ALBANY – New York’s enhanced non-voting rules to remain in force less than one week before election day, an appeals court ruled.
A panel of appeals tribunals from five judges upheld the state’s postal voting laws on Tuesday, with a ruling saying that changing the system while voting was already in progress would be “extremely disruptive.”
The decision overturned a lower court ruling that sided with Republican and Conservative state parties that have sued to block early verification of absentee ballots and a law that allows New Yorkers to vote by mail if they are concerned about contracting COVID.
“In our opinion, granting petitioners the desired concession during the ongoing elections would be extremely destructive and deeply destabilizing and harmful to candidates, voters and state and local electoral commissions,” says the ruler.
Conservative critics have sued the law allowing anyone to vote absent if they are concerned about catching or spreading an infectious disease such as coronavirus, as well as a separate statute requiring electoral officials to process and prepare ballots before election day.
Democrats and electoral rights groups celebrated their victory in the 11th hour.
“We applaud this decision and, as Democrats, we steadfastly defend ourselves against any attempt to overturn free and fair elections, and will make sure that every voter is heard this year and every year,” State Democratic Party chairman Jay Jacobs said. in a statement.
Donna Lieberman, executive director of the New York Civil Liberties Union, said the ruling would protect “access to polls for vulnerable New Yorkers.”
“This unfounded process would only serve to sow chaos and confusion, undermining public confidence in our electoral system,” she added.
The Republican lawsuit argued that the recently passed law speeding up canvassing in the absence of voters is unconstitutional, as it could hamper judicial scrutiny of problematic ballots.
Saratoga County Supreme Court Justice Dianne Freestone agreed last month in her decision and also ruled against another recent law allowing voters who were afraid of getting sick to send out ballot papers.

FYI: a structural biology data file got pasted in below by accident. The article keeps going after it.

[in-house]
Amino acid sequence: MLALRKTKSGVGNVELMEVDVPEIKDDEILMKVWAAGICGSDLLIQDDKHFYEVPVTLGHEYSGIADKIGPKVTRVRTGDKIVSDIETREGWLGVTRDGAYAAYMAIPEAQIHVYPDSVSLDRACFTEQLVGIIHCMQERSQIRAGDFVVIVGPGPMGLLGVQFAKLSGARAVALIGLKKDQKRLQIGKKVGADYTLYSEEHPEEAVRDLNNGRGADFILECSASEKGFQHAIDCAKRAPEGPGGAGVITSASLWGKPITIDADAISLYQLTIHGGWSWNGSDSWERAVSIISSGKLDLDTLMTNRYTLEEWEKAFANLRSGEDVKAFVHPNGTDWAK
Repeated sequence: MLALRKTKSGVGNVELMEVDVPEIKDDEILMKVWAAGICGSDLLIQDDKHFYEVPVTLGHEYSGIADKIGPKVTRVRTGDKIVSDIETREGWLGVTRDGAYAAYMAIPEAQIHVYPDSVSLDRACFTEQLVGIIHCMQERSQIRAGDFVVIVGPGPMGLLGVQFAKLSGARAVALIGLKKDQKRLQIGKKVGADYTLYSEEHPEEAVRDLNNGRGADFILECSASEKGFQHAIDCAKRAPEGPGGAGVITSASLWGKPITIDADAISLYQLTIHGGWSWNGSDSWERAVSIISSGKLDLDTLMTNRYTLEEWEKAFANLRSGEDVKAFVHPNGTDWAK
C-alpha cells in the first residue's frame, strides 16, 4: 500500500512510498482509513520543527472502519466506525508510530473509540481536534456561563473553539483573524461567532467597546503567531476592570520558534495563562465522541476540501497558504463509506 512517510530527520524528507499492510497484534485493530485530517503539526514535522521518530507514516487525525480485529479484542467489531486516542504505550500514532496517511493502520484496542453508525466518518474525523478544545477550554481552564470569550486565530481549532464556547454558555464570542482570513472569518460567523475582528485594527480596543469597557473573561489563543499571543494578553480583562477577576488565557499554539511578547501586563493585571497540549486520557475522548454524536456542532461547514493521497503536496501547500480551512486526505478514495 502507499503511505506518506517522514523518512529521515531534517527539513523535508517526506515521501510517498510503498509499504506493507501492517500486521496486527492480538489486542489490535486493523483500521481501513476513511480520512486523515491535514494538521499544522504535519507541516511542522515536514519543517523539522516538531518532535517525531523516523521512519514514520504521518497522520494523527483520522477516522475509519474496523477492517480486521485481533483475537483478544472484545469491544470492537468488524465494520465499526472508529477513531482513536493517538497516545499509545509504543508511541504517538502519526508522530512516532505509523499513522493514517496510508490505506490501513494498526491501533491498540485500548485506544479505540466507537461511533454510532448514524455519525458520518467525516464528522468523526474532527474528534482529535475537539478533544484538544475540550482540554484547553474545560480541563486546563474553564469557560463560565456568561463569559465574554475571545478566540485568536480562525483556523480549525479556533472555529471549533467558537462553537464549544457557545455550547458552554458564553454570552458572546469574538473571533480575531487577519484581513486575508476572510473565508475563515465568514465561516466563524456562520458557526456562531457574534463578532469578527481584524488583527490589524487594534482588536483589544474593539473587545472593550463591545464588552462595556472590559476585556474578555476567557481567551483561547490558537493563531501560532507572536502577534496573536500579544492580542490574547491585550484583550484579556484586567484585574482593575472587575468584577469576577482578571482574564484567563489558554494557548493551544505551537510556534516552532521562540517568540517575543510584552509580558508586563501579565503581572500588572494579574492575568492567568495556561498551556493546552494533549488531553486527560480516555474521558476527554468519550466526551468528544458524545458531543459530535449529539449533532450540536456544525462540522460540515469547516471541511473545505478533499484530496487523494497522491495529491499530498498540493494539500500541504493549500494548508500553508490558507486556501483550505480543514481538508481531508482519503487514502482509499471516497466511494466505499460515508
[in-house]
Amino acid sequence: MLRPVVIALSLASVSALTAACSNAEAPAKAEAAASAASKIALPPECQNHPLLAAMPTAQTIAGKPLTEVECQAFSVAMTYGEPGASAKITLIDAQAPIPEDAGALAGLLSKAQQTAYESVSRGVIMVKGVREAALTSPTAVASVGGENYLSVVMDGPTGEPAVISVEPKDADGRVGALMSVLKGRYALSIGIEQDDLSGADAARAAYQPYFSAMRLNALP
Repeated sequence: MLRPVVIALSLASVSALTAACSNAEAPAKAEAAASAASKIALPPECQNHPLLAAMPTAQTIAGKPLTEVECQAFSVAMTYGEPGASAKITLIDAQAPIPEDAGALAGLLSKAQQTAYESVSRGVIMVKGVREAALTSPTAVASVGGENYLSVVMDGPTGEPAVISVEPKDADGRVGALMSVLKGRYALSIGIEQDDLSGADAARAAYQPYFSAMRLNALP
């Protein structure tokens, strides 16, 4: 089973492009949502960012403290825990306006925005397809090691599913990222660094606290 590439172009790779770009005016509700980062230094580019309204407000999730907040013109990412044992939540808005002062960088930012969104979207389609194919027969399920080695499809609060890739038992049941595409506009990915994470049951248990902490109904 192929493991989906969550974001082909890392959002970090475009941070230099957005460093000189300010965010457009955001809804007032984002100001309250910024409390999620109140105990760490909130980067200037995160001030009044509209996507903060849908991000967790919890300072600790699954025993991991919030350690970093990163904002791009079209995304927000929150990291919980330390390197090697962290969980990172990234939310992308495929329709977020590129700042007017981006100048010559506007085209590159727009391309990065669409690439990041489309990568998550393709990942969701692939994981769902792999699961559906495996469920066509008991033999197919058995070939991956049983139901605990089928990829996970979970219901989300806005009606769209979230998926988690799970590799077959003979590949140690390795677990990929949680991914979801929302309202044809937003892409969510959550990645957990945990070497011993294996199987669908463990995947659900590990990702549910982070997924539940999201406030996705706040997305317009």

The decision was suspended pending appeal, wreaking havoc across the state as Republican election commissioners refused to undertake to process absentee ballots.
According to the state Electoral Commission, more than 550,000 absent ballots have been mailed to voters, and approximately 188,000 have already been returned.
The deadline for submitting a request for a vote absent before the general election on November 8 has passed. However, the voter can still apply to vote not in person at local electoral offices until November 7.
In oral appearances before the appeals court on Tuesday, Republican plaintiffs’ lawyers told the panel that the lower court’s ruling should remain in force.
“We have a statute that is purposeful. Sacrifice accuracy; sacrifices the truth, ”said attorney John Ciampoli to the judges.
Attorney General Letitia James, who issued a letter last week urging electoral officials to review ballots during the call, praised Tuesday’s decision.
“We should take all possible steps to empower voters and make it easier for New Yorkers to access the polls,” she said in a statement. “I was proud to defend New York’s out-of-vote reform, and I am pleased with the decision to uphold these common-sense electoral integrity initiatives.”
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